Feeds

Boeing's 'Phantom Eye' Ford Fusion powered stratocraft

Twin car engines let robocraft make 4-day flights

Secure remote control for conventional and virtual desktops

US aerospace mammoth Boeing yesterday rolled out its "Phantom Eye" unmanned strato-plane, able to cruise high above the airlanes for up to four days - powered by two ordinary Ford car engines running on hydrogen.

The Phantom Eye UAV at its rollout ceremony. Credit: Boeing

Just bolt on a couple of Ford Fusion engines and you're done.

"The program is moving quickly, and it’s exciting to be part of such a unique aircraft," said Drew Mallow, Phantom Eye program manager, in a statement issued yesterday. "The hydrogen propulsion system will be the key to Phantom Eye's success. It is very efficient and offers great fuel economy, and its only byproduct is water, so it's also a 'green' aircraft."

To be specific, the Phantom Eye uses 2.3 litre four-cylinder engines of a type normally found in some models of petrol-burning Ford Fusion, turbocharged and tweaked so as to run on hydrogen at 65,000 feet.

Four days would suggest pretty good fuel economy, right enough. However "green" is a bit of a stretch as hydrogen at the moment is normally made by reforming natural gas. This releases copious amounts of carbon into the atmosphere - usually more than one would generate by running an ordinary fossil-fuelled car engine - so it is hardly green*.

One might also quibble with the "moving quickly" description of Phantom Eye. True, Boeing announced that it would start work on the Eye only in March, which would suggest impressive speed by the Phantom Works engineers.

In fact, however, the company has been touting Ford-powered high altitude drones for several years now. Indeed, back in 2007 it managed to get some military development cash for the previous "Orion" single-engined version, which could also stay up for four days. At that time, Boeing considered that a twin-engined job along Phantom Eye lines would be good for 10 days, not four - though the firm seems to have walked back on that somewhat.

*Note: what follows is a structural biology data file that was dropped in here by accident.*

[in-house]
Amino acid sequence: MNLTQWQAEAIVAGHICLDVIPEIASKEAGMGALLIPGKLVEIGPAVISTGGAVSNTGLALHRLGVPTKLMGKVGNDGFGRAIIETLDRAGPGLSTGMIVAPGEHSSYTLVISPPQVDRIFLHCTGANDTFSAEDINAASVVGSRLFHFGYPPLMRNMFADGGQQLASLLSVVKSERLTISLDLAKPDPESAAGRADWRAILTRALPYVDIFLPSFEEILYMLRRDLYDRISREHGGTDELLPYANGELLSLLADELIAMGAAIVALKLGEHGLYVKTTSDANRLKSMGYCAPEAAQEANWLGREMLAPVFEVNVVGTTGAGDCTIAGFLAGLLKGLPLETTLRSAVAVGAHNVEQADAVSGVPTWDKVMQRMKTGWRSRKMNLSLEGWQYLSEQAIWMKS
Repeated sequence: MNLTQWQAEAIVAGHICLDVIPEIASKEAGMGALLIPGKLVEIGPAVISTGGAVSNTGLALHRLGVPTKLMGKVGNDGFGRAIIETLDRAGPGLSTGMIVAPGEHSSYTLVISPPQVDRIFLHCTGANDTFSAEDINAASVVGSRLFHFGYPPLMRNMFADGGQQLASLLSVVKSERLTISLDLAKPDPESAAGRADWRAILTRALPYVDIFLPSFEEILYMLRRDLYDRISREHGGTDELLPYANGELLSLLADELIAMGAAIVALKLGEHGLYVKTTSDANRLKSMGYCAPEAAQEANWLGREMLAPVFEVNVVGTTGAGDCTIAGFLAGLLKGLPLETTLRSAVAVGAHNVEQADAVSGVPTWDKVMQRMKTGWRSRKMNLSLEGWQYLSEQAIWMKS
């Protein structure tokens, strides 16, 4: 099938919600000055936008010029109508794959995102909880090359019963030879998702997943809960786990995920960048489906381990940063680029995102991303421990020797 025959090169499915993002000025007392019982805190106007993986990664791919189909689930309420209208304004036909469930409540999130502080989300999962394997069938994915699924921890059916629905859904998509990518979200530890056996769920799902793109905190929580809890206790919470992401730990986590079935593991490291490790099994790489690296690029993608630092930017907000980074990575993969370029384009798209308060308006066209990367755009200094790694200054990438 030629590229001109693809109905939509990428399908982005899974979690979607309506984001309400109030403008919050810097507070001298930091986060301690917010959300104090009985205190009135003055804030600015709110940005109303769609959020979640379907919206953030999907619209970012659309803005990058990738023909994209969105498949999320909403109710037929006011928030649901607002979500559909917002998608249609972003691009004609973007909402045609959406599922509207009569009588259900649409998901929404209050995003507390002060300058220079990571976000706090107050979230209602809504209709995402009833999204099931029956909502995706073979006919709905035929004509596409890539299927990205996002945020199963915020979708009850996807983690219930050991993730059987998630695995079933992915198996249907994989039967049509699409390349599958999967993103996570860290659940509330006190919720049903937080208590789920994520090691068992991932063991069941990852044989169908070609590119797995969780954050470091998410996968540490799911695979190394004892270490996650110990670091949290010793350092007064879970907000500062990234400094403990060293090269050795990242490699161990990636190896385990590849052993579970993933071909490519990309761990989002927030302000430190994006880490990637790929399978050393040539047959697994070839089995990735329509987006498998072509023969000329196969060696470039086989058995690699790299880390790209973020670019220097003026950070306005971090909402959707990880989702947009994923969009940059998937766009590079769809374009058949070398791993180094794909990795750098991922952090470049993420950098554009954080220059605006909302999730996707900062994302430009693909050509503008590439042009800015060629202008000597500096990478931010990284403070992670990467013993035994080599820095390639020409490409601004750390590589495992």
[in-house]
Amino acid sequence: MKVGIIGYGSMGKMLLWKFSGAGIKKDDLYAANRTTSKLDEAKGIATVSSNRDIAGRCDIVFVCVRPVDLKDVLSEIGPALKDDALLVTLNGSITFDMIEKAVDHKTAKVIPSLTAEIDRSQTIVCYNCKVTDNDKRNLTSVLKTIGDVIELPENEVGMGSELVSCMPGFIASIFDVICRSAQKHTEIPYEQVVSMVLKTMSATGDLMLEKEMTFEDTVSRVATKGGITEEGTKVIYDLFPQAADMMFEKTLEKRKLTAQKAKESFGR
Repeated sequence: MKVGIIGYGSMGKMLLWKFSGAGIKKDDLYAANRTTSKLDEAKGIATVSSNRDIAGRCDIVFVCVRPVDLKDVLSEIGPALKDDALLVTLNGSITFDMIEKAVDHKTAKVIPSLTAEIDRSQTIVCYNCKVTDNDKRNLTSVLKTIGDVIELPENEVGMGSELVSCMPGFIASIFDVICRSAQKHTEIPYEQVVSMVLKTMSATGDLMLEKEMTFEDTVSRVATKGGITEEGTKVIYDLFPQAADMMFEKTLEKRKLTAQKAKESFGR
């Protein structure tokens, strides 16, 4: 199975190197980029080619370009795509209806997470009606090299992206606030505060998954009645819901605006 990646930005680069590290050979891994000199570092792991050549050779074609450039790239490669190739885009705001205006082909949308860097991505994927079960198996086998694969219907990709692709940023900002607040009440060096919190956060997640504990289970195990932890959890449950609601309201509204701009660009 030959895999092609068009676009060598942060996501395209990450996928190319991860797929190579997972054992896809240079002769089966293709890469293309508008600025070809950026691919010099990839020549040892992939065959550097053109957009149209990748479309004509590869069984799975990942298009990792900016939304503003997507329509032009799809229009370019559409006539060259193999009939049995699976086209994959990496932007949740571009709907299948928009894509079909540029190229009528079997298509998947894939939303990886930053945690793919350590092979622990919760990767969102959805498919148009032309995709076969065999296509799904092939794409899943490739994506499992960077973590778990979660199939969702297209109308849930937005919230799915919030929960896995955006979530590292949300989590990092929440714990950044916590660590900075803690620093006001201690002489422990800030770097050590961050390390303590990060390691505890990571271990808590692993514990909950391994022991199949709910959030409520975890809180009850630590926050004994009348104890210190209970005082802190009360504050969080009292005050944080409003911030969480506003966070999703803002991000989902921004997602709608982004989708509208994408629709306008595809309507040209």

Phantom Eye, then, hasn't appeared with lightning swiftness: though one might excuse the Phantom Works engineers for that. The event which actually got the ball rolling again on the Phantom Eye was Boeing's decision to provide development cash itself, having failed to get any from government customers. Lately, companies such as General Atomics have won a lot of government UAV business by offering finished products rather than insisting on taxpayers furnishing development money up front.

The next move for Phantom Eye is shipment to NASA’s Dryden Flight Research Center at Edwards Air Force Base in California. It's expected to make its first flight next year. ®

Bootnote

*Hydrogen might be made greenly in future by cracking water with electricity; however at current 'leccy prices this is more expensive than gas reforming. Then, hydrogen is difficult and expensive to store and transport afterwards as well. At the moment, for military users - the likeliest initial Phantom Eye customers - it will be easier to set up transportable gas-fuelled hydrogen plants at airbases as necessary.

Next gen security for virtualised datacentres

More from The Register

next story
Vulture 2 takes a battering in 100km/h test run
Still in one piece, but we're going to need MORE POWER
TRIANGULAR orbits will help Rosetta to get up close with Comet 67P
Probe will be just 10km from Space Duck in October
Boffins ID freakish spine-smothered prehistoric critter: The CLAW gave it away
Bizarre-looking creature actually related to velvet worms
CRR-CRRRK, beep, beep: Mars space truck backs out of slippery sand trap
Curiosity finds new drilling target after course correction
What does a flashmob of 1,024 robots look like? Just like this
Sorry, Harvard, did you say kilobots or KILLER BOTS?
NASA's rock'n'roll shock: ROLLING STONE FOUND ON MARS
No sign of Ziggy Stardust and his band
Why your mum was WRONG about whiffy tattooed people
They're a future source of RENEWABLE ENERGY
Vulture 2 spaceplane autopilot brain surgery a total success
LOHAN slips into some sexy bespoke mission parameters
LOHAN acquires aircraft arboreal avoidance algorithm acronyms
Is that an ARMADILLO in your PANTS or are you just pleased to see me?
prev story

Whitepapers

5 things you didn’t know about cloud backup
IT departments are embracing cloud backup, but there’s a lot you need to know before choosing a service provider. Learn all the critical things you need to know.
Implementing global e-invoicing with guaranteed legal certainty
Explaining the role local tax compliance plays in successful supply chain management and e-business and how leading global brands are addressing this.
Build a business case: developing custom apps
Learn how to maximize the value of custom applications by accelerating and simplifying their development.
Rethinking backup and recovery in the modern data center
Combining intelligence, operational analytics, and automation to enable efficient, data-driven IT organizations using the HP ABR approach.
Next gen security for virtualised datacentres
Legacy security solutions are inefficient due to the architectural differences between physical and virtual environments.